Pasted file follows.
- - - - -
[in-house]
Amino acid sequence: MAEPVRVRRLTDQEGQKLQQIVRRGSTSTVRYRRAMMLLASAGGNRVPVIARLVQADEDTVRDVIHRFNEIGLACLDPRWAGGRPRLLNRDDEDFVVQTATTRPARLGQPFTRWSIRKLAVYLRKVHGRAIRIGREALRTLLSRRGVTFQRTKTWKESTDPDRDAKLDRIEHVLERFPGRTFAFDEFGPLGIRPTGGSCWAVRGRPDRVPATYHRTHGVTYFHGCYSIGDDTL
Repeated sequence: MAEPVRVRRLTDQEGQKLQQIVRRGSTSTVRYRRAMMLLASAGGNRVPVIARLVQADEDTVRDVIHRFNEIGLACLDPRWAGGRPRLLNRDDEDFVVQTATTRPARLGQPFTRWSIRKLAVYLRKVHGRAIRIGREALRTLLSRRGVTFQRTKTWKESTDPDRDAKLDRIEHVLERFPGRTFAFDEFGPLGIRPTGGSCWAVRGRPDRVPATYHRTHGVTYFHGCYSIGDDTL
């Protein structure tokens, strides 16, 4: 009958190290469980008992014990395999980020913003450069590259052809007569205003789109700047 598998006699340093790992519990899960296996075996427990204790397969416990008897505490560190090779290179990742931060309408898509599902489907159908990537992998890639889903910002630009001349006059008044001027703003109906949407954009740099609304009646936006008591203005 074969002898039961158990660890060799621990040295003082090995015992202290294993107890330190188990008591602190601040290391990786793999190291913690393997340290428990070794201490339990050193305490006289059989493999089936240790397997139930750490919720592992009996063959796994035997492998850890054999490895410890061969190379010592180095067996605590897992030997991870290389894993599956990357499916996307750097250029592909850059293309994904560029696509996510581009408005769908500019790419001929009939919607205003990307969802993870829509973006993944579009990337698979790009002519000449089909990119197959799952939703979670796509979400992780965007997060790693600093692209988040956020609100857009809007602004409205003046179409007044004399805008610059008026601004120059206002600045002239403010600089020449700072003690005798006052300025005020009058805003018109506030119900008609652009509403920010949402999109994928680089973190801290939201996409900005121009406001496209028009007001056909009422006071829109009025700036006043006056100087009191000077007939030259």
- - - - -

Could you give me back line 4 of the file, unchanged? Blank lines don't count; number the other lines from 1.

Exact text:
């Protein structure tokens, strides 16, 4: 009958190290469980008992014990395999980020913003450069590259052809007569205003789109700047 598998006699340093790992519990899960296996075996427990204790397969416990008897505490560190090779290179990742931060309408898509599902489907159908990537992998890639889903910002630009001349006059008044001027703003109906949407954009740099609304009646936006008591203005 074969002898039961158990660890060799621990040295003082090995015992202290294993107890330190188990008591602190601040290391990786793999190291913690393997340290428990070794201490339990050193305490006289059989493999089936240790397997139930750490919720592992009996063959796994035997492998850890054999490895410890061969190379010592180095067996605590897992030997991870290389894993599956990357499916996307750097250029592909850059293309994904560029696509996510581009408005769908500019790419001929009939919607205003990307969802993870829509973006993944579009990337698979790009002519000449089909990119197959799952939703979670796509979400992780965007997060790693600093692209988040956020609100857009809007602004409205003046179409007044004399805008610059008026601004120059206002600045002239403010600089020449700072003690005798006052300025005020009058805003018109506030119900008609652009509403920010949402999109994928680089973190801290939201996409900005121009406001496209028009007001056909009422006071829109009025700036006043006056100087009191000077007939030259």